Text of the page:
defp results(conn, search_params) do
  with user <- conn.assigns.current_user,
       query <- Role.scope(user, can_view: Orthrus.Service),
       {:ok, query} <- within(query, search_params),
       query <- all(query),
    do: {:ok, preload(query, :user)}
end

defp within(query, %{"distance" => ""}), do: {:ok, query}
defp within(query, %{"distance" => x, "location" => l}) do
  {dist, _} = Float.parse(x)
  Service.within(query, dist, :miles, l)
end
defp within(query, _), do: {:ok, query}

defp all(query), do: Repo.all(query)
defp preload(enum, field) do {:ok, Repo.preload(enum, field)}

Improvements:

  • No longer need extra function heads just for passing errors through to the end
  • No longer need to pass {:ok, term} form into these functions, with extracted the values.
  • No longer need to wrap result in {"ok, term"} from all. This was just for passthrough

I do need to wrap the result of Repo.preload in {:ok, term} because it becomes the return value of results/2. To remove this I would need to do something with the callers of results/2

Actually, I can take this simplification a step further, there is no reason to wrap Repo.all anymore at this point. So I can remove the all function. Also, I can remove the preload function by building the tuple in the do block.

defp results(conn, search_params) do
  with user <- conn.assigns.current_user,
       query <- Role.scope(user, can_view: Orthrus.Service),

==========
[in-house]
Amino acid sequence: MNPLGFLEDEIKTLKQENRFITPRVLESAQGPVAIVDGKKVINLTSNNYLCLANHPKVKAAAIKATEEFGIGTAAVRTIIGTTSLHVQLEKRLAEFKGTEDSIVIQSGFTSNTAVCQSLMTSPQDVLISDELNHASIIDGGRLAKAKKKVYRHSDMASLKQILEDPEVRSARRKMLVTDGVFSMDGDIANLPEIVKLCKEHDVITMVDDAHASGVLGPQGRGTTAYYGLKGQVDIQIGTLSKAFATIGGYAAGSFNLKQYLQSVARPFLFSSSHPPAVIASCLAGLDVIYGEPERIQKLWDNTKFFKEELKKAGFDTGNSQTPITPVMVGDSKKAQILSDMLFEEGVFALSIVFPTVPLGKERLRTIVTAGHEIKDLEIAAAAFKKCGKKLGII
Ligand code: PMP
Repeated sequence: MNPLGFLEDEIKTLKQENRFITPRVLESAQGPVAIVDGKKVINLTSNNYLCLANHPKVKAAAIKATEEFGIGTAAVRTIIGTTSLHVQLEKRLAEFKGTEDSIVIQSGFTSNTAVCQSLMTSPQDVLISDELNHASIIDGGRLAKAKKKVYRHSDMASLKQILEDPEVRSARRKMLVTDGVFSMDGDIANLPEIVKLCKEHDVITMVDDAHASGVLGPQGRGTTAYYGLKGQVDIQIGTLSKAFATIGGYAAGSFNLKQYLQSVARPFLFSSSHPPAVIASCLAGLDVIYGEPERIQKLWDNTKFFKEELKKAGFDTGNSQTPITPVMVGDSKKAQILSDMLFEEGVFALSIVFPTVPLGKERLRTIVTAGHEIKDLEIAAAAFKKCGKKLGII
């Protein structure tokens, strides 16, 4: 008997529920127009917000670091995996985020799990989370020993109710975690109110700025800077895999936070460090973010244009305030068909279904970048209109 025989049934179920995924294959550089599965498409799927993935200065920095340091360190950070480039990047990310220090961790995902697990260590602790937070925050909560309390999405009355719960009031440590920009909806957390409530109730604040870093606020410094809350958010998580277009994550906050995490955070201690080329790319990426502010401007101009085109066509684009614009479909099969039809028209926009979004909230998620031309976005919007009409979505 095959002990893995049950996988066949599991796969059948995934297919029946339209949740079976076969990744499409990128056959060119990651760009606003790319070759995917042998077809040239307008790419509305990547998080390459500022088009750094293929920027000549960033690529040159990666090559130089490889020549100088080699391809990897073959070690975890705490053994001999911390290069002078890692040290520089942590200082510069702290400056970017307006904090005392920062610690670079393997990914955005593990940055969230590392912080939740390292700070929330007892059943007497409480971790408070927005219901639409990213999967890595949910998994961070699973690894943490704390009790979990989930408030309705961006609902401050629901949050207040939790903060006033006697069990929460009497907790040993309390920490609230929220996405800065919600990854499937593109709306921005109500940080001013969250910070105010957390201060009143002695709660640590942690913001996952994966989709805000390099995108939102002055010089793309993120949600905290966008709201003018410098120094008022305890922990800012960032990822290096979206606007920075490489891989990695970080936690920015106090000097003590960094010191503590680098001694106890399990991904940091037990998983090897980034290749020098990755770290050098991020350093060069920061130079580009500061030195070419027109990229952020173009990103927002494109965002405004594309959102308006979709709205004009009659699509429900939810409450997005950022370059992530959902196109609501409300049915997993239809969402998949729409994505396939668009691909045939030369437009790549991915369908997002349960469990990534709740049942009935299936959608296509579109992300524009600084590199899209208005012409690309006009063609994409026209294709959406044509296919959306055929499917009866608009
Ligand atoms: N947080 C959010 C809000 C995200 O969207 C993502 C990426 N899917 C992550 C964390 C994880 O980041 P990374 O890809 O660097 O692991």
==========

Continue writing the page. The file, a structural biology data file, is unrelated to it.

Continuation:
{:ok, query} <- within(query, search_params),
       query <- Repo.all(query),
    do: {:ok, Repo.preload(query, :user)}
end

defp within(query, %{"distance" => ""}), do: {:ok, query}
defp within(query, %{"distance" => x, "location" => l}) do
  {dist, _} = Float.parse(x)
  Service.within(query, dist, :miles, l)
end
defp within(query, _), do: {:ok, query}

I guess there is one more improvement I can make though it doesn’t have anything to do with with:

defp results(conn, search_params) do
  with user <- conn.assigns.current_user,
       query <- Role.scope(user, can_view: Orthrus.Service),
       {:ok, query} <- within(query, search_params),
       query <- Repo.all(query),
    do: {:ok, Repo.preload(query, :user)}
end

defp within(query, %{"distance" => x, "location" => l}) do
  {dist, _} = Float.parse(x)
  Service.within(query, dist, :miles, l)
end
defp within(query, _), do: {:ok, query}

I’ve removed the first within/1 clause because it was redundant with the last clause.

At this point, I’m quite happy with the result. The code is so much smaller and in my opinion the intent is much easier to follow.

Conclusion

In this post we read about and played around with the new with special form. We looked at several examples that explain the feature and its benefits. Then, we used with to refactor some existing code into a clearer and more concise form.

I have to say, I’m very excited about the new feature. I intend to upgrade my projects to Elixir 1.2 and take advantage of with to better handle errors in chains of commands.